Verifying my understanding of solar cells and semiconductors

In summary, solar cells are made of semiconductors with a band gap of 1 eV. Light is absorbed by the semiconductor, creating an electron-hole pair. The electron and hole must be separated in order to contribute to the current. This is achieved through a p-n junction where an element like phosphorous can add an electron (n-type) and an element like boron can remove an electron or add a hole (p-type). When n-type and p-type semiconductors are brought together, they create an electric field that can separate the electron and hole, allowing current to flow in the solar cell.
  • #1
themadquark
22
1
My base understanding of the solar cell is as follows: Light hits metal in solar cell and emits electron via photoelectric effect. There is n-type silicon which has an overall negative charge due to excess electrons. There is also p-type silicon which has an overall positive charge due to a deficiency of electrons. A voltage is produced by this, but in order to keep current flowing the electrons being emitted via the photoelectric effect supply the n-type silicon with electrons to keep current flowing.

My understanding is that an element such as Phosphorous can be added to silicon to produce excess electrons due to it's five valence electrons and silicon's four. Whereas an n-type semiconductor and that an element such as Boron can be used to produce a deficiency in electrons as Boron only has three valence electrons.

Could somebody please check my understanding and correct me where I am incorrect?
 
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  • #2
Solar cells are not made out of metals but rather out of semiconductors, with a band gap around 1 eV to match the solar spectrum. Light from the sun hits the semiconductor and is absorbed, producing an electron-hole pair known as an exciton. Ultimately, the electron must be taken out one end of the cell to contribute to the current - it recombines with the hole after completing the circuit.

A common way to separate the electron and the hole is with a p-n junction, similar to what you describe. Exactly as you say, phosphorous can "dope" silicon and add an electron (producing n-type) and boron can dope silicon and remove an electron, or add a "hole" (producing p-type). Importantly, n-type and p-type semiconductors are still neutral! Neutral P + neutral Si must be neutral overall. However, when you bring n-type and p-type semiconductors together, the electrons from the n-type material flow into the p-type material to combine with holes (or to replace the electron deficiency). *This* leaves the n-type material positively charged (it lost electrons) and the p-type material negatively charged (it gained electrons). The two layers of charges produce an electric field (known as the built-in electric field), and that electric field can separate the electron and hole produced by an absorbed photon, thereby driving the current in the solar cell.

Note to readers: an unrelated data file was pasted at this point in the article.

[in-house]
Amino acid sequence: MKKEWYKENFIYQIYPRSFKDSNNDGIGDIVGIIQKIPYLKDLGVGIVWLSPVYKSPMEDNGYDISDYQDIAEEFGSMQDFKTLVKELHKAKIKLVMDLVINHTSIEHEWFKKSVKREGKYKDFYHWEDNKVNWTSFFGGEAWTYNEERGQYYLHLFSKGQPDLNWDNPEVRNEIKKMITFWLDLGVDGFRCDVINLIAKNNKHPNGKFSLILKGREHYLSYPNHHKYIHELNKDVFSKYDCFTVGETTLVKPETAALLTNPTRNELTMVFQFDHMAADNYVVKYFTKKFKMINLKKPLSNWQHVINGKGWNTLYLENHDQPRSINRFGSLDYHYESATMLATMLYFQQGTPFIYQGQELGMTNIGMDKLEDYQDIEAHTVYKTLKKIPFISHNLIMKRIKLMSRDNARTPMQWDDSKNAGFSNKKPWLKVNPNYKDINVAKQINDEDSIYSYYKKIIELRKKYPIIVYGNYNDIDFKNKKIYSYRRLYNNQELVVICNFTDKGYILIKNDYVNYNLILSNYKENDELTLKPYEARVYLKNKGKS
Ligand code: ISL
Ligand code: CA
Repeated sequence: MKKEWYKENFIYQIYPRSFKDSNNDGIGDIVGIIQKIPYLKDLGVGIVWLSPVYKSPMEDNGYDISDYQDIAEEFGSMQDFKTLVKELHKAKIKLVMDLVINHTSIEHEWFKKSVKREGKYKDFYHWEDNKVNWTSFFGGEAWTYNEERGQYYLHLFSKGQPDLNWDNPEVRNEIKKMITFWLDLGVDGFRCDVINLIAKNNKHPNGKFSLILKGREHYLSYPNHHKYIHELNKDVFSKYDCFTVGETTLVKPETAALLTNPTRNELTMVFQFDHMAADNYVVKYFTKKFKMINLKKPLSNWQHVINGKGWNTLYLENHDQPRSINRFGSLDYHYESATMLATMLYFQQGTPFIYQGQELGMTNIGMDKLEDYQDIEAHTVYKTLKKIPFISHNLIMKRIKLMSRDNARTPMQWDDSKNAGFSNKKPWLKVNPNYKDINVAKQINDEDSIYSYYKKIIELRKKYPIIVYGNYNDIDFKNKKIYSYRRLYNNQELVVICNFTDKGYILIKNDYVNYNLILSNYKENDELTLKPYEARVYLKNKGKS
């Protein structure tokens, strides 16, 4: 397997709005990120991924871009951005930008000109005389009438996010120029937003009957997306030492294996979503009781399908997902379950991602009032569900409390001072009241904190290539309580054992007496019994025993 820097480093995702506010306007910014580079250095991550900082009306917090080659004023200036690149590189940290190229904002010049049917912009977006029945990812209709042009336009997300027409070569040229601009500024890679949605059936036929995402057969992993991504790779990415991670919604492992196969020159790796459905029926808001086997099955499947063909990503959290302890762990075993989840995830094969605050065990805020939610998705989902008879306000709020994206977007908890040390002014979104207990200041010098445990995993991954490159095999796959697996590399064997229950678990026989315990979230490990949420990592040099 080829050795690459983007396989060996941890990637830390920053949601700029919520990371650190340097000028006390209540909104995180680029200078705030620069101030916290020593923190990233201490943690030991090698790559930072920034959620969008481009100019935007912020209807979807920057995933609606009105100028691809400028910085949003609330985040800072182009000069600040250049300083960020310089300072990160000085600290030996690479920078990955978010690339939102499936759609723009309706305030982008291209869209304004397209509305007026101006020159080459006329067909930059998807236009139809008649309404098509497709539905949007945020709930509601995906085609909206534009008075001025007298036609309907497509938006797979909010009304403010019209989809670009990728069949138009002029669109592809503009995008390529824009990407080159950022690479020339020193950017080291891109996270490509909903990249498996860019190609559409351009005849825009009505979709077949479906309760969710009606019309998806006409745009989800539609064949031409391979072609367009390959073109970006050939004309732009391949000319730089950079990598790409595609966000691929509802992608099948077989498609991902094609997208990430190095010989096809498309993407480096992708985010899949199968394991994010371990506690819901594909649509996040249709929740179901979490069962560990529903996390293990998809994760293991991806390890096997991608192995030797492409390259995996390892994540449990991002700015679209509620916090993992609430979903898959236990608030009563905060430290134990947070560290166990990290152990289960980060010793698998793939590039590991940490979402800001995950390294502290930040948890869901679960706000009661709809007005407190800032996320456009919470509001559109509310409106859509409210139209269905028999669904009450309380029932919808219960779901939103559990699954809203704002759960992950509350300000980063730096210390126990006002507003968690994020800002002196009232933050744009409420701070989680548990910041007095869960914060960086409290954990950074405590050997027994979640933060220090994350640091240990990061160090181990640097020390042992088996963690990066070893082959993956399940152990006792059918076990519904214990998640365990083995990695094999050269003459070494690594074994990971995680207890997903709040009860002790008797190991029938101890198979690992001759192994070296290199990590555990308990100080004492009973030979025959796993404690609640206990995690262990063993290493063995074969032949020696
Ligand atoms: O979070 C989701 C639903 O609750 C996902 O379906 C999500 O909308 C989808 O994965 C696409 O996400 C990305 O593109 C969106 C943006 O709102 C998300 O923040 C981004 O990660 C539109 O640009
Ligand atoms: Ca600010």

Related to Verifying my understanding of solar cells and semiconductors

1. How do solar cells work?

Solar cells are made of semiconductor materials, usually silicon, that have been specially treated to have a positive and negative charge. When sunlight hits the cell, it causes the electrons in the material to become excited and move from the negative side to the positive side, creating an electric current.

2. What is the role of semiconductors in solar cells?

Semiconductors play a crucial role in solar cells because they are responsible for converting the sun's energy into electricity. The semiconductor material used in solar cells has properties that allow it to absorb sunlight and generate an electric current.

3. How efficient are solar cells?

The efficiency of solar cells depends on various factors, such as the type of material used and the design of the cell. However, the most efficient solar cells currently on the market have an efficiency of around 22%, meaning they can convert 22% of the sunlight that hits them into electricity.

4. Can solar cells work without direct sunlight?

Solar cells do not require direct sunlight to work. They can still generate electricity on cloudy days or in shaded areas, although their efficiency will be lower compared to when they are exposed to direct sunlight.

5. How long do solar cells last?

The lifespan of solar cells can vary depending on the quality of the materials and how well they are maintained. On average, solar cells can last for 25-30 years, but some can last even longer with proper care and maintenance.

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